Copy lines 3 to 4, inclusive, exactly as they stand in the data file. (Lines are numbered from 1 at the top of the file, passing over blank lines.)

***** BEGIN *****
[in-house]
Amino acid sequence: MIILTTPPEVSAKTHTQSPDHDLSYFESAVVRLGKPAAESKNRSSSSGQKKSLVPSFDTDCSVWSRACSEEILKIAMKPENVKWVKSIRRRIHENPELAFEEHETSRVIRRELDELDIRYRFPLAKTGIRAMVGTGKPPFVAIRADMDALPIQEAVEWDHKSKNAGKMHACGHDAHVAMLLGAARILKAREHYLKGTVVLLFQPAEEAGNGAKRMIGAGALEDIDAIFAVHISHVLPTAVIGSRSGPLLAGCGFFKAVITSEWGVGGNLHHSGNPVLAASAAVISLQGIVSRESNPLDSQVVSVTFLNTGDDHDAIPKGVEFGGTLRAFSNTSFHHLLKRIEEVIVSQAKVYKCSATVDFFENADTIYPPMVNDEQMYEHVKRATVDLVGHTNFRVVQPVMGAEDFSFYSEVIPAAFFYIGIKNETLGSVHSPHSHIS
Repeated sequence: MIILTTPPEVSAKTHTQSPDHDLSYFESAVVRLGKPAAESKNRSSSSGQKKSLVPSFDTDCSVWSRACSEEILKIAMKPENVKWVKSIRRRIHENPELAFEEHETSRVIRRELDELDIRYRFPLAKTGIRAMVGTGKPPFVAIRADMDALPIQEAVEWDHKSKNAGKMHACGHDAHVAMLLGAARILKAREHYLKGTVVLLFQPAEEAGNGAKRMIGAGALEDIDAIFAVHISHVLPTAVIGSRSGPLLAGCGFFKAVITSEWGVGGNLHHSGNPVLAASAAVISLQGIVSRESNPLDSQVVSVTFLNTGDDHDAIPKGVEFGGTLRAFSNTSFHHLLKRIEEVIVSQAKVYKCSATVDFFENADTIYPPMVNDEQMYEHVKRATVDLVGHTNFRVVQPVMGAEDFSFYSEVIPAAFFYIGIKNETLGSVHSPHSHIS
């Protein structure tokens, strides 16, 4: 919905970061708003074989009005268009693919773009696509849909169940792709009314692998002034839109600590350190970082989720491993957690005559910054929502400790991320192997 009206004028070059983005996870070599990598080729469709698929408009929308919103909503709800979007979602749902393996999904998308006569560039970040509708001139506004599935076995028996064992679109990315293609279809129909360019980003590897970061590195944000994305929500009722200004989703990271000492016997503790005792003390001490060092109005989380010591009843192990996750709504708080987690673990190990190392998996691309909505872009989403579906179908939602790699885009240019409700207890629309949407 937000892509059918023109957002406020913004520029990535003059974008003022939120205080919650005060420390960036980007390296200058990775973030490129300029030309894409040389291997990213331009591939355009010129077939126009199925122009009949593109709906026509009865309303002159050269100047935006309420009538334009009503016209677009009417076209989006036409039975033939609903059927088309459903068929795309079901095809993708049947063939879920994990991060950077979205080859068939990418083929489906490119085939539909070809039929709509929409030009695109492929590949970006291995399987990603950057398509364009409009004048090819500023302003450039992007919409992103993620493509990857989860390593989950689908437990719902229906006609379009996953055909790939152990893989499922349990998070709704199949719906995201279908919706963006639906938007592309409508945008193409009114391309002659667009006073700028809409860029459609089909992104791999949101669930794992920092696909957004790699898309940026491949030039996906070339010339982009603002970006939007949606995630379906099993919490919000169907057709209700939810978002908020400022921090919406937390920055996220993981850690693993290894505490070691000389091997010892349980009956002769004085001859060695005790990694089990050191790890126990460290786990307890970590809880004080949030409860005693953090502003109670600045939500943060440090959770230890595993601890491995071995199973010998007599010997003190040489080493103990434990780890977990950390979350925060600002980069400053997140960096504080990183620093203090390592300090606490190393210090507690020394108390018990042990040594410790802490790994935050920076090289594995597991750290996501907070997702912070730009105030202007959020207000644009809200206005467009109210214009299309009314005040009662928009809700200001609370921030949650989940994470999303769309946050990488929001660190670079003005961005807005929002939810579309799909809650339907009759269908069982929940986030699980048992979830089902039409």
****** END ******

Repeated sequence: MIILTTPPEVSAKTHTQSPDHDLSYFESAVVRLGKPAAESKNRSSSSGQKKSLVPSFDTDCSVWSRACSEEILKIAMKPENVKWVKSIRRRIHENPELAFEEHETSRVIRRELDELDIRYRFPLAKTGIRAMVGTGKPPFVAIRADMDALPIQEAVEWDHKSKNAGKMHACGHDAHVAMLLGAARILKAREHYLKGTVVLLFQPAEEAGNGAKRMIGAGALEDIDAIFAVHISHVLPTAVIGSRSGPLLAGCGFFKAVITSEWGVGGNLHHSGNPVLAASAAVISLQGIVSRESNPLDSQVVSVTFLNTGDDHDAIPKGVEFGGTLRAFSNTSFHHLLKRIEEVIVSQAKVYKCSATVDFFENADTIYPPMVNDEQMYEHVKRATVDLVGHTNFRVVQPVMGAEDFSFYSEVIPAAFFYIGIKNETLGSVHSPHSHIS
């Protein structure tokens, strides 16, 4: 919905970061708003074989009005268009693919773009696509849909169940792709009314692998002034839109600590350190970082989720491993957690005559910054929502400790991320192997 009206004028070059983005996870070599990598080729469709698929408009929308919103909503709800979007979602749902393996999904998308006569560039970040509708001139506004599935076995028996064992679109990315293609279809129909360019980003590897970061590195944000994305929500009722200004989703990271000492016997503790005792003390001490060092109005989380010591009843192990996750709504708080987690673990190990190392998996691309909505872009989403579906179908939602790699885009240019409700207890629309949407 937000892509059918023109957002406020913004520029990535003059974008003022939120205080919650005060420390960036980007390296200058990775973030490129300029030309894409040389291997990213331009591939355009010129077939126009199925122009009949593109709906026509009865309303002159050269100047935006309420009538334009009503016209677009009417076209989006036409039975033939609903059927088309459903068929795309079901095809993708049947063939879920994990991060950077979205080859068939990418083929489906490119085939539909070809039929709509929409030009695109492929590949970006291995399987990603950057398509364009409009004048090819500023302003450039992007919409992103993620493509990857989860390593989950689908437990719902229906006609379009996953055909790939152990893989499922349990998070709704199949719906995201279908919706963006639906938007592309409508945008193409009114391309002659667009006073700028809409860029459609089909992104791999949101669930794992920092696909957004790699898309940026491949030039996906070339010339982009603002970006939007949606995630379906099993919490919000169907057709209700939810978002908020400022921090919406937390920055996220993981850690693993290894505490070691000389091997010892349980009956002769004085001859060695005790990694089990050191790890126990460290786990307890970590809880004080949030409860005693953090502003109670600045939500943060440090959770230890595993601890491995071995199973010998007599010997003190040489080493103990434990780890977990950390979350925060600002980069400053997140960096504080990183620093203090390592300090606490190393210090507690020394108390018990042990040594410790802490790994935050920076090289594995597991750290996501907070997702912070730009105030202007959020207000644009809200206005467009109210214009299309009314005040009662928009809700200001609370921030949650989940994470999303769309946050990488929001660190670079003005961005807005929002939810579309799909809650339907009759269908069982929940986030699980048992979830089902039409």